ERIC Number: ED334535
Record Type: RIE
Publication Date: 1991-Aug
Using Couples Therapy in Treatment of Alcoholism.
O'Farrell, Timothy J.
Couples therapy interventions can be used with alcohol abusers and alcoholics during three broadly defined states of recovery: (1) initial commitment to change; (2) change itself; and (3) long-term maintenance of change. Intervening with the alcoholic's spouse (and/or other nonalcoholic family members) can motivate and reinforce commitment to change in the alcoholic who is unwilling to seek help or reluctant to continue in treatment. Simple and inexpensive methods of intervening with the spouse and family have increased continuing treatment participation by alcoholics. In a 2-week residential detoxification program, the continuation rate increased by 57 percent in the 2 years after the introduction of a family program that involved routinely meeting with a spouse and establishing a contract specifying contingencies regarding further treatment. Couples or spouse-involved therapy, either alone or in addition to individual treatment for the alcoholic, produces better outcomes during the year after treatment entry than individual methods. Recent well-controlled studies have focused on behavioral marital therapy (BMT). Currently a very promising couples therapy approach is BMT that combines both a focus on the drinking plus work on more general marital relationship issues. However, the BMT outcomes and their degree of superiority over individual treatment have been shown to fade over time, suggesting a need for treatment and research designed to specifically enhance maintenance after BMT alcoholism treatment. (23 references) (LLL)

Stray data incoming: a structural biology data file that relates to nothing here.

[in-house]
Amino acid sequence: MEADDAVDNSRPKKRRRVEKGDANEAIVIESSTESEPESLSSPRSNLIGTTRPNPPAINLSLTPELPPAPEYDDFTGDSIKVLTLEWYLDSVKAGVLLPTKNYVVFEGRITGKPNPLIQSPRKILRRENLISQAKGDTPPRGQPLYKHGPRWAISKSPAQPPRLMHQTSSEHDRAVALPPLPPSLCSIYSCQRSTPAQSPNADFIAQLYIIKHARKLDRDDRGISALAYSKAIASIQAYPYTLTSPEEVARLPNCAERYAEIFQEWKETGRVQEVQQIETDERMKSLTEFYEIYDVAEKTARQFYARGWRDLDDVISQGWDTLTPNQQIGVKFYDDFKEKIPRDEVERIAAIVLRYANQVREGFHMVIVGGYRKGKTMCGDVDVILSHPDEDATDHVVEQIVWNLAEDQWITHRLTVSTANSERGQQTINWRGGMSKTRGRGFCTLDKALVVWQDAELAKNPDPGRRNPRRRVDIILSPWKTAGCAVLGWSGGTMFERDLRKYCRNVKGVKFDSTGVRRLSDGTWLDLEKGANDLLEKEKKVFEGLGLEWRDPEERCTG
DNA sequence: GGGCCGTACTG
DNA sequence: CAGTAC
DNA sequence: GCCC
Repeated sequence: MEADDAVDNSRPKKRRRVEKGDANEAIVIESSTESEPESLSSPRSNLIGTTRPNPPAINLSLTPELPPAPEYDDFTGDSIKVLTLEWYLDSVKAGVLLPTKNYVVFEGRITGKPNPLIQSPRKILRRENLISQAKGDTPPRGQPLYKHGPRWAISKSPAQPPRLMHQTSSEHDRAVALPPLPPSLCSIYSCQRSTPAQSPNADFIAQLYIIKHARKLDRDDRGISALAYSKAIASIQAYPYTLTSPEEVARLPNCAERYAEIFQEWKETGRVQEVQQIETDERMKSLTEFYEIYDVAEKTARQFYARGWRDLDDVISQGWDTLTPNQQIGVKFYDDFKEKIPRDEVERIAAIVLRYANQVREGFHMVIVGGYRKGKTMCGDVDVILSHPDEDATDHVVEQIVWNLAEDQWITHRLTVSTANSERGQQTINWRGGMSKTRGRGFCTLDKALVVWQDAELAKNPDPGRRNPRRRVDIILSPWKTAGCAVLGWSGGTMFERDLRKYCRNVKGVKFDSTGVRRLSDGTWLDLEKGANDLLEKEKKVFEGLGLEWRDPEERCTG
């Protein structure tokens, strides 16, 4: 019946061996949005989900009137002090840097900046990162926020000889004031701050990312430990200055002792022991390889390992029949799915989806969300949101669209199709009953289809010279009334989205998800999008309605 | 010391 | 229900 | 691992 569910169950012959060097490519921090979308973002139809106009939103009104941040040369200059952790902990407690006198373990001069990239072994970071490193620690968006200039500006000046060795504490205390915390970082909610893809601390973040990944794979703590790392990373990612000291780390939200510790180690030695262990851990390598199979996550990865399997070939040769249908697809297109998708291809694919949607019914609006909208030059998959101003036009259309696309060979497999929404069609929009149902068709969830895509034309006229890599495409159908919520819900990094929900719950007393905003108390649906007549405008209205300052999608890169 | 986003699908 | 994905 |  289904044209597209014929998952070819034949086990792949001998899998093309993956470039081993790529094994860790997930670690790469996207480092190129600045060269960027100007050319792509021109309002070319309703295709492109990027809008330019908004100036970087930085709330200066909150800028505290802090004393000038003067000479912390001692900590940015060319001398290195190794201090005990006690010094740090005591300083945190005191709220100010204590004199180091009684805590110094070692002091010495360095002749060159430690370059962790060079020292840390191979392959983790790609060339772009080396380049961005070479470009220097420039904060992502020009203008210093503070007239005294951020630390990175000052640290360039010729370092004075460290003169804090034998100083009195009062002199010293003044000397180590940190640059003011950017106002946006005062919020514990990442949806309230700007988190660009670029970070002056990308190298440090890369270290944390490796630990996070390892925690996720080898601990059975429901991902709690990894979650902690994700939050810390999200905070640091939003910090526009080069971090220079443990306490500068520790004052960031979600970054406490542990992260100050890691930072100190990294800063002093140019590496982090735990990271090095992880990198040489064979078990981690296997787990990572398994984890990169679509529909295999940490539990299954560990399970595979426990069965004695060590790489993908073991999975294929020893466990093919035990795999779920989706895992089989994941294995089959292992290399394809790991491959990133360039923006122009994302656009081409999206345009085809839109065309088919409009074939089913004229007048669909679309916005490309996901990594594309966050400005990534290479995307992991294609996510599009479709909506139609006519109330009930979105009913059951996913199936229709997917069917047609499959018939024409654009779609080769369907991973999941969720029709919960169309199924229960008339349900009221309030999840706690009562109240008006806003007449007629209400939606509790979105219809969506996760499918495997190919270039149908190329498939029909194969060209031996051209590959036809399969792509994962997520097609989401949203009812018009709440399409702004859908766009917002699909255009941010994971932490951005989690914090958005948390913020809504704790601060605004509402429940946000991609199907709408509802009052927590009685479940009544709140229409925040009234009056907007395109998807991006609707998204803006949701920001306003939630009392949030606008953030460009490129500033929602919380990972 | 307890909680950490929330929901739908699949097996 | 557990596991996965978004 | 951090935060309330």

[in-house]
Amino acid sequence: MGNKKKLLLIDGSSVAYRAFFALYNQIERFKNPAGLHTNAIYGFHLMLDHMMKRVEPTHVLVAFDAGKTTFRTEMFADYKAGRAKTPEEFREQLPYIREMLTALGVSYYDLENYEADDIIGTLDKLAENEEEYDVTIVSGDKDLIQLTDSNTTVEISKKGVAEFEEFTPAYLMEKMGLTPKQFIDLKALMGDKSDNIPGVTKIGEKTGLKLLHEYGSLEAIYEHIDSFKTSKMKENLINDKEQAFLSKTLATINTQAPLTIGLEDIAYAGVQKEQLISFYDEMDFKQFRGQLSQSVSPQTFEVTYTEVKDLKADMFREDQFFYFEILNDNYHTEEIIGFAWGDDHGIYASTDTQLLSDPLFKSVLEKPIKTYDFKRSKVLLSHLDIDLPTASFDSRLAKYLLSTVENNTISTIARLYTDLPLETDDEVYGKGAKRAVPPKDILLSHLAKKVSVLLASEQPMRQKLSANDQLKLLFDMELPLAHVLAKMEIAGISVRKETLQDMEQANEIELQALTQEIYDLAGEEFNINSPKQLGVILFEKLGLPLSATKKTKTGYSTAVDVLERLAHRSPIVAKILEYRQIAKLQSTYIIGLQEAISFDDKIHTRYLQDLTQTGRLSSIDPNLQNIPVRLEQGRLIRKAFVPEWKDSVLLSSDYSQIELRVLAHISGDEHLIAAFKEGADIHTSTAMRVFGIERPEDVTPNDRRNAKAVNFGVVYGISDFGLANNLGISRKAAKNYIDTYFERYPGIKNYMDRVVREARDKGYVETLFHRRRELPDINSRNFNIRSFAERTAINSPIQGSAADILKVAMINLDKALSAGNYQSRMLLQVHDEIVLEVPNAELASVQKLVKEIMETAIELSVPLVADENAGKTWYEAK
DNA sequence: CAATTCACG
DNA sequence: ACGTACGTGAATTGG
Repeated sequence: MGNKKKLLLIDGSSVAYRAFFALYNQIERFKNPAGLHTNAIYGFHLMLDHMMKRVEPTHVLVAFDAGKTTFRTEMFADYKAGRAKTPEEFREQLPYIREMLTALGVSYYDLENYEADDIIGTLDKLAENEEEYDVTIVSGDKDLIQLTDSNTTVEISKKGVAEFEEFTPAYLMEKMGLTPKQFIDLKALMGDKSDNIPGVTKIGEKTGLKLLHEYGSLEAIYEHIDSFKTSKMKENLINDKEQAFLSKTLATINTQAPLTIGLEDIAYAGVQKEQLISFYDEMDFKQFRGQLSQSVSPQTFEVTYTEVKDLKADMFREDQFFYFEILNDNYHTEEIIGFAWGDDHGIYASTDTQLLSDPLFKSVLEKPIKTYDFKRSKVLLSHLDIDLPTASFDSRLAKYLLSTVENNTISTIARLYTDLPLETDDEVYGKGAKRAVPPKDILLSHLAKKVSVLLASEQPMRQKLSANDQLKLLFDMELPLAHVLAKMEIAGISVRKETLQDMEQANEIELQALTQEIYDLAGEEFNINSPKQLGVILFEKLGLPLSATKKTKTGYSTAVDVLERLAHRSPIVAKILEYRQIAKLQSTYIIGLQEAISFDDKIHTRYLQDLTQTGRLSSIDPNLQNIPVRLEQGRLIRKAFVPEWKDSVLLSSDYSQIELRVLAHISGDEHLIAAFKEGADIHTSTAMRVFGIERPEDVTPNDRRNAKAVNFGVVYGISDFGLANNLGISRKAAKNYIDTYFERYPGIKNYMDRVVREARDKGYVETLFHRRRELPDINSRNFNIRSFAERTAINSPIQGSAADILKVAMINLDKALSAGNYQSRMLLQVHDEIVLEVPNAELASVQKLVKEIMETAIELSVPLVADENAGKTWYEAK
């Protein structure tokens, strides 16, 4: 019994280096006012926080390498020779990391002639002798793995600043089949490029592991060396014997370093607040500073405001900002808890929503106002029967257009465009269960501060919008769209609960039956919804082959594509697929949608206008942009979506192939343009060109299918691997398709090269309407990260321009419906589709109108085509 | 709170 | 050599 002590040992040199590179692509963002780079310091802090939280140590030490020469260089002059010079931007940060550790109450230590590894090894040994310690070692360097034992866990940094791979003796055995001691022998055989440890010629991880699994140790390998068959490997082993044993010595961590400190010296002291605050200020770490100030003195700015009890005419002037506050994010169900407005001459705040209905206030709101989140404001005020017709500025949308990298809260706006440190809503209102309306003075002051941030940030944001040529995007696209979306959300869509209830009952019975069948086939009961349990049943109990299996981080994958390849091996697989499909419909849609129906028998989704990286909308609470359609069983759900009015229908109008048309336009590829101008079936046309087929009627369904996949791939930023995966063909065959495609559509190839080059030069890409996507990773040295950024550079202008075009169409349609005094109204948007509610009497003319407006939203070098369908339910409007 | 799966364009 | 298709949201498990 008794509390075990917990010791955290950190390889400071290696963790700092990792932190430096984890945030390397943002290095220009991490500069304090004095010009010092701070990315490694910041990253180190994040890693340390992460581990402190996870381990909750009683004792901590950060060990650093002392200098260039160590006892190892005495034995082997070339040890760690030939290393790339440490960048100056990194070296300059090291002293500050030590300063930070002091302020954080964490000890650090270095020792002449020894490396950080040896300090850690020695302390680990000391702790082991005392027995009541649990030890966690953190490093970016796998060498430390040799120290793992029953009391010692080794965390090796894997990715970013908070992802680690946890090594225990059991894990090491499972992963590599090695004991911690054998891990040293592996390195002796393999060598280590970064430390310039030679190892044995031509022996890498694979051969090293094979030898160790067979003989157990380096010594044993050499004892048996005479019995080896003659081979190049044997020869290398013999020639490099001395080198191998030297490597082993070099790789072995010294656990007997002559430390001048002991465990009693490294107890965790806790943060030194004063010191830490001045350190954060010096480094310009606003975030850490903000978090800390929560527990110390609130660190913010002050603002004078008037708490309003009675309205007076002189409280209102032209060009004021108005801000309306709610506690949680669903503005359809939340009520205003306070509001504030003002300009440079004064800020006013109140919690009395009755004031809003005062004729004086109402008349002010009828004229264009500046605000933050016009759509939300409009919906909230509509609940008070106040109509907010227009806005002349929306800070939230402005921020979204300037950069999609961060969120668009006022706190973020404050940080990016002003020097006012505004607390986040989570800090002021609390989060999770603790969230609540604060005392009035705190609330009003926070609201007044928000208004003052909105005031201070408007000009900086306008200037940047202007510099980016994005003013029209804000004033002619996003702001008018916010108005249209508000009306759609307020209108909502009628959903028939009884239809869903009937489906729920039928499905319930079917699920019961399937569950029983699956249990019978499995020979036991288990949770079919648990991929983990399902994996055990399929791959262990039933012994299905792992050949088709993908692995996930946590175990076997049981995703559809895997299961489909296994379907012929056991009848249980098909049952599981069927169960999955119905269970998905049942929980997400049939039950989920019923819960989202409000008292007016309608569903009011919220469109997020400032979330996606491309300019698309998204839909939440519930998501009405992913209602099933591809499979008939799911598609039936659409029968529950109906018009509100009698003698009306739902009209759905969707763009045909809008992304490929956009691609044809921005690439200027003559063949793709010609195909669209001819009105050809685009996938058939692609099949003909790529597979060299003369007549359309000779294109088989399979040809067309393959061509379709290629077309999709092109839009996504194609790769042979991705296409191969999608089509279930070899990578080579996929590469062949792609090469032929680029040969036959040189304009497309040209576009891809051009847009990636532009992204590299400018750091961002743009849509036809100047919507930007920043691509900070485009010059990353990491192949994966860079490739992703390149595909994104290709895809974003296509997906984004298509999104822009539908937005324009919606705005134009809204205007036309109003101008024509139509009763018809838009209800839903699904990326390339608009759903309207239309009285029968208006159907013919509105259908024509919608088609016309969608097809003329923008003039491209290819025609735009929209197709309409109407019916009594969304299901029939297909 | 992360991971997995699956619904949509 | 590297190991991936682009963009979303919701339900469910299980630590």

Publication Type: Information Analyses; Speeches/Meeting Papers
Education Level: N/A
Authoring Institution: N/A
Note: Paper presented at the Annual Convention of the American Psychological Association (99th, San Francisco, CA, August 16-20, 1991).